Card Games: 3. Hand and Foot

Hand and Foot

  • Players: 2-8ish
  • Game Length: Long
  • Card Decks: At least 1 Full Deck for every 2 people
  • Jokers: Yes

We used to play this game at my Grandparents’ house a long time ago, but I’d long since forgotten it when Swac brought the rules to our place. Since then it’s become a bit of a favorite (especially for those Phase 10-esque haters). It’s a fantastic game, especially when you can play on teams. It does require a bit of time, and if you’re learning it for the first time, I guess it can seem a bit overwhelming.. unless you actually paid attention to the rules.. sigh. I kid.. I kid.. but no, seriously… listen to the rules when they’re explained. The main goal of the game is to complete books, and books are just sets of at least 7. There are no runs in this game, so don’t even bother. How about some rules, eh?

Once again, cards have point values, so I’m just going to lay those out at the beginning, so it’ll be an easy place to find them:

  • The Points:
  • Ace: 20 points
  • 2: 20 points (and WILD)
  • 4-9: 5 points
  • 10, J, Q, K: 10 points
  • Joker: 50 points (and WILD)
  • Black 3: -5 points
  • Red 3: -500 points

Points needed to lay out:

  1. 50 points
  2. 90 points
  3. 120 points
  4. 150 points

The full game is made up of 4 rounds, and the major rules are the same for all 4 rounds, with just a few special changes made each round. I’ll explain the first round, then explain how the next rounds are different.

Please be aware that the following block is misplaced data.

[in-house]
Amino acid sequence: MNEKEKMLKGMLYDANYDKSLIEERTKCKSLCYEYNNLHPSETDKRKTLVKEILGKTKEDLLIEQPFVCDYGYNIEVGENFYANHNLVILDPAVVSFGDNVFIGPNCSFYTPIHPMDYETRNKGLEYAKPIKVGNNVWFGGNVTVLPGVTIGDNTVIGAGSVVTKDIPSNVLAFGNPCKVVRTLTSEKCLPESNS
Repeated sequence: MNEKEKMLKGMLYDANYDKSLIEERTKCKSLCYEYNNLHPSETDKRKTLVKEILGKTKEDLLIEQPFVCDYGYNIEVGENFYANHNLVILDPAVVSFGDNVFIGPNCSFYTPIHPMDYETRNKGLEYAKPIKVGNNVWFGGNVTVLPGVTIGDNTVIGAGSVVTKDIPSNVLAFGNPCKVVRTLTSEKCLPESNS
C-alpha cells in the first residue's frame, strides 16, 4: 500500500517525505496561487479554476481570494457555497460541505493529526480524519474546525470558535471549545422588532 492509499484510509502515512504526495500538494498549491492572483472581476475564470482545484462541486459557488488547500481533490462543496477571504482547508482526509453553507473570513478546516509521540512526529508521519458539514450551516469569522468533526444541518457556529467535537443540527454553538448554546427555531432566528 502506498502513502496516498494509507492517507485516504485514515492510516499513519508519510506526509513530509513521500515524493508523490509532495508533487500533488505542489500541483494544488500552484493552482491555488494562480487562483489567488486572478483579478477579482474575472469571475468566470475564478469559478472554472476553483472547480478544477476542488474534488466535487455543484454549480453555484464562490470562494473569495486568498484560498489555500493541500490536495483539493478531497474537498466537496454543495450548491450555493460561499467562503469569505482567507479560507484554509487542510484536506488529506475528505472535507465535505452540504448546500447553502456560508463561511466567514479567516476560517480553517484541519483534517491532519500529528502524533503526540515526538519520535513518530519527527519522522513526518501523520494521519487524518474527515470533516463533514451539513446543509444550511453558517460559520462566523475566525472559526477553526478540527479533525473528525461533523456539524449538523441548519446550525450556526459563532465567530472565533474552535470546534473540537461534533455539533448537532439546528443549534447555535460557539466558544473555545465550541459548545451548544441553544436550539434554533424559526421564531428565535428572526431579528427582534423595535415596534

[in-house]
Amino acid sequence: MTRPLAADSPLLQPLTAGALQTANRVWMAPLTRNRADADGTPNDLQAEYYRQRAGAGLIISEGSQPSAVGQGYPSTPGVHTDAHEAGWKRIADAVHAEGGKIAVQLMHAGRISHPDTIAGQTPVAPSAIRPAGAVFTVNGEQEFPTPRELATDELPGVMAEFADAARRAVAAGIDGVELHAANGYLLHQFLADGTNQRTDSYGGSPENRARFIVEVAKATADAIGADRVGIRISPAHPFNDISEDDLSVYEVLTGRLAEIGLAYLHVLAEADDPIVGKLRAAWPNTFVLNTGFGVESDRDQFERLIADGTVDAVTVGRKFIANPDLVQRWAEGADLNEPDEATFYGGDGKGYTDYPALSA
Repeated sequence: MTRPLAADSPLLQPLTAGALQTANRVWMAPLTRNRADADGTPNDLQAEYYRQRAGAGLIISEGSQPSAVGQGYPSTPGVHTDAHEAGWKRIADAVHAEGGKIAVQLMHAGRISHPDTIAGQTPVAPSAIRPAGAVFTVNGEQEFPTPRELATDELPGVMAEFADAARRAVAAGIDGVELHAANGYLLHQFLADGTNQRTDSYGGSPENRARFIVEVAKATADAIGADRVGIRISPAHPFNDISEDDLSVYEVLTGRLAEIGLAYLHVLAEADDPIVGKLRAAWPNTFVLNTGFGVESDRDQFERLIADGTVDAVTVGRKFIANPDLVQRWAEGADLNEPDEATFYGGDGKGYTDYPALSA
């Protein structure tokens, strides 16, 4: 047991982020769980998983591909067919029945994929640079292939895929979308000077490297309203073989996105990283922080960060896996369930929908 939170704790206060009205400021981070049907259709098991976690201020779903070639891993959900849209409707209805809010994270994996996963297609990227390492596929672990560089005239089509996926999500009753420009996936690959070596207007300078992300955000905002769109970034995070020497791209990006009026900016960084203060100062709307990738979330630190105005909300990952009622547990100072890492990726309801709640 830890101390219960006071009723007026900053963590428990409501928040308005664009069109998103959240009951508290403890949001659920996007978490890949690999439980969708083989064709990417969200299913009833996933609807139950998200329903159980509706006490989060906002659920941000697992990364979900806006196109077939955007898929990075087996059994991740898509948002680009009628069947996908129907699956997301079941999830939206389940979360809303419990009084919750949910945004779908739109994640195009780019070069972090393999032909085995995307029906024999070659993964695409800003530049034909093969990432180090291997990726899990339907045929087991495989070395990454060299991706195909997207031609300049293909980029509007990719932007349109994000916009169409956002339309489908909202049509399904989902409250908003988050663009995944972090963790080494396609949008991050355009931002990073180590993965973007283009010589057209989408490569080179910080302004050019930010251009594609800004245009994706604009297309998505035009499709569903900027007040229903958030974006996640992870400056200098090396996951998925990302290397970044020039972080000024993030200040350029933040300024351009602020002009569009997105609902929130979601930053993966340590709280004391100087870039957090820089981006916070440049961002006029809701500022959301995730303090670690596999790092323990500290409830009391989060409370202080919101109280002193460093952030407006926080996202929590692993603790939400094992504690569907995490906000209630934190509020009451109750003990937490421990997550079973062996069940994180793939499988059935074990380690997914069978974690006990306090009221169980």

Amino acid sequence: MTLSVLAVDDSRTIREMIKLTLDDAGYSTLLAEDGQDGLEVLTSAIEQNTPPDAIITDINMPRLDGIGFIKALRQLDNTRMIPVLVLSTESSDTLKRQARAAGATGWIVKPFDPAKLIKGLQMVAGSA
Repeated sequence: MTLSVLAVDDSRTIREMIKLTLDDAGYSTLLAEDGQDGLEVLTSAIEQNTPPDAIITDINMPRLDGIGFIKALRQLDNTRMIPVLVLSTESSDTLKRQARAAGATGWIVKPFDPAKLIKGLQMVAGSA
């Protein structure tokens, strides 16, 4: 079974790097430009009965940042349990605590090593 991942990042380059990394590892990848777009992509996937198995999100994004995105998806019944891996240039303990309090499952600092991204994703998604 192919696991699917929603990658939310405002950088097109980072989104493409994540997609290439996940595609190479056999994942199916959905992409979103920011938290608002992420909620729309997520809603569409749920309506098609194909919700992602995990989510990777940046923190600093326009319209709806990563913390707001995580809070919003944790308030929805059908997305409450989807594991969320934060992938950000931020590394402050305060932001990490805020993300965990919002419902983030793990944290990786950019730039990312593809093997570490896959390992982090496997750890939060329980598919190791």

• The game begins by shuffling all the decks together, then each player deals 2 piles of 13 cards. Each person will then hand one pile to the person on their left, and one pile to the person on their right. Thus, each person will again have 2 piles of 13 cards in front of them at the end, just not the ones that they dealt.
  • The players choose one of the two piles (without looking at them. All the cards are still face down in piles) and this pile becomes their “hand“. They can pick up this pile, and look at the cards (though they keep them hidden from everyone else, obviously)
  • The other pile is set to the side. This is the “foot” and can not be viewed until the player has completely used all the cards in their hand.
  • The remaining cards are all placed in a pile face down in the center. This becomes the “pickup” pile.
  • Decide in whatever stupid way you’d like who is to go first. This person’s turn begins by drawing 2 cards from the pickup pile. They then must discard 1 card face up onto the discard pile.
  • The next player may either pick up two cards from the pickup pile, or grab the entire discard pile (It’s all or nothing with that thing). Then they discard one card, and we continue.
  • The goal is to collect sets (same card number, with at least 3 cards in the group). In order to “lay out” a player must have enough cards in sets to reach a set number of points. For the first round, this total is 50 points. What this means is that If I had 3 Jacks (Jacks are 10 points) and 4 7’s (7’s are 5 points) then my total is 50 points. So too if I had a Joker and two 6’s that’s a total of 60 points, as Jokers are worth 50. Once a person has that, if they desire (and usually you desire, but you are not forced to) then on their turn, rather than picking up cards they first must lay these cards out in front of them, face up. Once they have done so, and it’s been verified that they reached the point total needed, they can continue their turn as normal, picking up cards and discarding. Note that this could be done on their first turn, so if you get dealt exactly what you needed, you can lay out on your first turn.